The classics are great, but sometimes you'd kill for a fresh coat of paint. Having mastered games like checkers and chess through sound strategy and flawless tactics, you might not have the drive and desire to continue. Well, here's your chance to love them again. Following are three classic games and three radically different ways to play them--all for free online. Be prepared to get your butt kicked all over again!
3 in One Checkers
Sure, you could play the same boring old game of checkers that you used to bust out on rainy winter afternoons--or you can load up 3 in One Checkers and spice it up a bit.
Just as the title says, this Web game packs three different games of checkers. You can play a standard game against an easy, normal, good, or hard computer opponent (I beat the good one pretty handily); play Giveaway, in which the goal is to get rid of your pieces (you are forced to jump if you have the opportunity); or play Extreme, in which taking turns is for chumps (you have to play as fast as possible, and the more you win, the more the AI will level up to get even faster).
Giveaway is the toughest game--trying to reprogram your strategies to do the opposite of what you've been trained to do since childhood is a pain. The AI is also good about setting up the perfect positions to make you triple-jump the heck out of it.
Similar to the extreme version of checkers above, this is the classic, quintessential strategy game of chess--only in real time.
Move a piece, and a cool-down counter starts. The piece is stuck there until the timer runs out. But no need to wait around--grab another piece, and move it right away! The dynamic of chess is changed forever when you don't have even a second to sit back and assess all of your options. You just grab the first one that can kill off an important unit, and go. Quick--get to the king before he realizes you're close! Checkmate.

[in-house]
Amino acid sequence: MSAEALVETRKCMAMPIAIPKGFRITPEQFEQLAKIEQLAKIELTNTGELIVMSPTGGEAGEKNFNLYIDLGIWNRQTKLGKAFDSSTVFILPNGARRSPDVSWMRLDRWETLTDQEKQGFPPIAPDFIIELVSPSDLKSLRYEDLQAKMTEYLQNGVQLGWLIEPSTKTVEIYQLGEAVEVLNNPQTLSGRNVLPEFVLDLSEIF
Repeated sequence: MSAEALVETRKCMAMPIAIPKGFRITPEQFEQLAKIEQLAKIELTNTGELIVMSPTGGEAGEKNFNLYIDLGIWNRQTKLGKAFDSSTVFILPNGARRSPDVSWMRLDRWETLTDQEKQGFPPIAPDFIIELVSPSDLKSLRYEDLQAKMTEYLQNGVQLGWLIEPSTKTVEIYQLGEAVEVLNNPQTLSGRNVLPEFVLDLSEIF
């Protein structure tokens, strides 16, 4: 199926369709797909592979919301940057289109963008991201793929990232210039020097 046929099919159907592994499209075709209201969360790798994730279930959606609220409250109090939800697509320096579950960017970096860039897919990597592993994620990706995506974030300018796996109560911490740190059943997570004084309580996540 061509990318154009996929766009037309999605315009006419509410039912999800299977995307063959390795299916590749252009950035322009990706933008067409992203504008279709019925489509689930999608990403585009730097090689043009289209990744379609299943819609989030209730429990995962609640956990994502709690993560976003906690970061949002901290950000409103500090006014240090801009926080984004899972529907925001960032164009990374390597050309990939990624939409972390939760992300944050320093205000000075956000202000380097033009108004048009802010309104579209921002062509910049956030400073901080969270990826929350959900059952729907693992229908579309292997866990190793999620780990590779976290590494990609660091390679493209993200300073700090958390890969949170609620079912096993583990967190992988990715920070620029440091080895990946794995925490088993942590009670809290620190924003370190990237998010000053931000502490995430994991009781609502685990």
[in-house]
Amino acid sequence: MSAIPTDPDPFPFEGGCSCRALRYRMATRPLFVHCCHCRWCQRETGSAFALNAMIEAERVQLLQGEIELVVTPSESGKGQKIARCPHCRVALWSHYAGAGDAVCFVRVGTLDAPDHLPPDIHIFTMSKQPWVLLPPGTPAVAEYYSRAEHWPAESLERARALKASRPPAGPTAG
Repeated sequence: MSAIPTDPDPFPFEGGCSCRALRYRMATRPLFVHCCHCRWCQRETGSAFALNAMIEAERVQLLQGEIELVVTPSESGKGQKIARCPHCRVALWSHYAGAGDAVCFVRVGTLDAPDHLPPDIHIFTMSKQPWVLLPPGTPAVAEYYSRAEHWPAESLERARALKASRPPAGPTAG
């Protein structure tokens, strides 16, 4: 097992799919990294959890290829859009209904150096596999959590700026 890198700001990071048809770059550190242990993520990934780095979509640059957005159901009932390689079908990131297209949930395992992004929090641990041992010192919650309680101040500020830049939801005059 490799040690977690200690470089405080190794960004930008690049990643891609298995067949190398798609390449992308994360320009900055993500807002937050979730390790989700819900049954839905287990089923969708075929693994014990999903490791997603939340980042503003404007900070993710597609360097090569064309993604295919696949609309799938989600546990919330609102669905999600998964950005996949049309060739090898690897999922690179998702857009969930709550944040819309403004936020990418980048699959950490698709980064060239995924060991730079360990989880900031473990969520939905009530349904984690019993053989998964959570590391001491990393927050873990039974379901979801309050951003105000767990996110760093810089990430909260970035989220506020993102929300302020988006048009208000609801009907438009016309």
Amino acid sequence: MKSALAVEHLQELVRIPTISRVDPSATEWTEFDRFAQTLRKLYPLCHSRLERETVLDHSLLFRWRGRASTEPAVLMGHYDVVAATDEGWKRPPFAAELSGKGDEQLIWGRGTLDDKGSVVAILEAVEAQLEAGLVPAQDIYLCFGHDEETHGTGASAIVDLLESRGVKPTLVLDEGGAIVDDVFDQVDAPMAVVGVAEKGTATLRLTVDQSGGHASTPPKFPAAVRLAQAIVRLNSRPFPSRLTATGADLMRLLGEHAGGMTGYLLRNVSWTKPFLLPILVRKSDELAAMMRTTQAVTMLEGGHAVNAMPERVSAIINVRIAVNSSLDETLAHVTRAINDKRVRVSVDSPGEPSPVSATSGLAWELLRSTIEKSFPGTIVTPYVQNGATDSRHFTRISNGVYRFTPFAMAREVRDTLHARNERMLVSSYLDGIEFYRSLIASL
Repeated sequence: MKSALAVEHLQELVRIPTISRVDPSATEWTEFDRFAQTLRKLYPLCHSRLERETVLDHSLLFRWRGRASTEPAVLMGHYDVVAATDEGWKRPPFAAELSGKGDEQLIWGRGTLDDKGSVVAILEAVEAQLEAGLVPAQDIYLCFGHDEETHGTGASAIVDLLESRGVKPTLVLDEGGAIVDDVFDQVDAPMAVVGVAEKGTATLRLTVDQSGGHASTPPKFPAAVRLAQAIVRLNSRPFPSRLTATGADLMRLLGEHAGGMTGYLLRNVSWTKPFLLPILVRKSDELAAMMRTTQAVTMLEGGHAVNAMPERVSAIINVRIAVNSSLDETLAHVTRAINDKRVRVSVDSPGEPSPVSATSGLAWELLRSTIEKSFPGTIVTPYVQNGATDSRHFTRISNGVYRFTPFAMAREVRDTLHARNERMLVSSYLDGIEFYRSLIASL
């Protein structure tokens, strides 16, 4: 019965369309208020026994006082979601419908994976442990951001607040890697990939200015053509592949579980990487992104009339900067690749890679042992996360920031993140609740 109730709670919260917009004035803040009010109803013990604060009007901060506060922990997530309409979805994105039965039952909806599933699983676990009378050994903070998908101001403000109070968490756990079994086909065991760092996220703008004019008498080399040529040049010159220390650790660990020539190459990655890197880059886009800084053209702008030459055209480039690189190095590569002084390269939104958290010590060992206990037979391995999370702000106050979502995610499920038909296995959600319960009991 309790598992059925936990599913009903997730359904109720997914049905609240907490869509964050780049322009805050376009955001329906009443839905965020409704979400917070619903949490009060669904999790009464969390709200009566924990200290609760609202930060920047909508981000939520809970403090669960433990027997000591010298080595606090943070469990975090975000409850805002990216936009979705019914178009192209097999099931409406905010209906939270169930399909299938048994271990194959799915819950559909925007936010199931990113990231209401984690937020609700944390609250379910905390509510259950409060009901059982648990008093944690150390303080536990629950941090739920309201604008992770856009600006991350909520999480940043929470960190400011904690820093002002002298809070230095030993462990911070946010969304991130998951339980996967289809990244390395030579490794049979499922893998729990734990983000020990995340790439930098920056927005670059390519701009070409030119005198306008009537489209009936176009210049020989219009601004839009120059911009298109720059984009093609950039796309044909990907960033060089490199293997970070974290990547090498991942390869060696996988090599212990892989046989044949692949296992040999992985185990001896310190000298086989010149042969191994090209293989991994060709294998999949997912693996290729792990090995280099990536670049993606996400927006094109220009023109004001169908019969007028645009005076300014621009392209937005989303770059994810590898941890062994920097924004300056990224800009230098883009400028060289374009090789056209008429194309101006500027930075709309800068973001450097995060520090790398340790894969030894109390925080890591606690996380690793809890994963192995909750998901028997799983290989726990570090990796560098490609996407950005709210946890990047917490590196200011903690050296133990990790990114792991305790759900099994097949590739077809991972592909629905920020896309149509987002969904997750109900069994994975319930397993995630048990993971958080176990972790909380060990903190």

The game is still in a beta state and may be a little buggy, but it's nothing that a quick refresh won't fix. Realtime Chess is fun and manic, and a horrible way to learn traditional chess strategy.
Tetris is likely to live on for generations. It's so addicting that even when you lose, you don't want to stop. Of course, since it is so popular, you have to expect some interesting variations, such as 3DTris, a true 3D Tetris clone.
You get a top-down view of the board, an unsettling and disorienting sight at first, as outlines of three-dimensional shapes start to drift down. Use Q, W, E, A, S, and D to maneuver and twist each shape while pressing the arrow keys to move it about the plane. Wrapping your head around which way is up is difficult. A small meter to the left gives you a height reading so that you can see just how poorly you're doing.
I guarantee that even Tetris masters will struggle with this variation at first, but it's nice to see a classic game get a fresh, engaging makeover.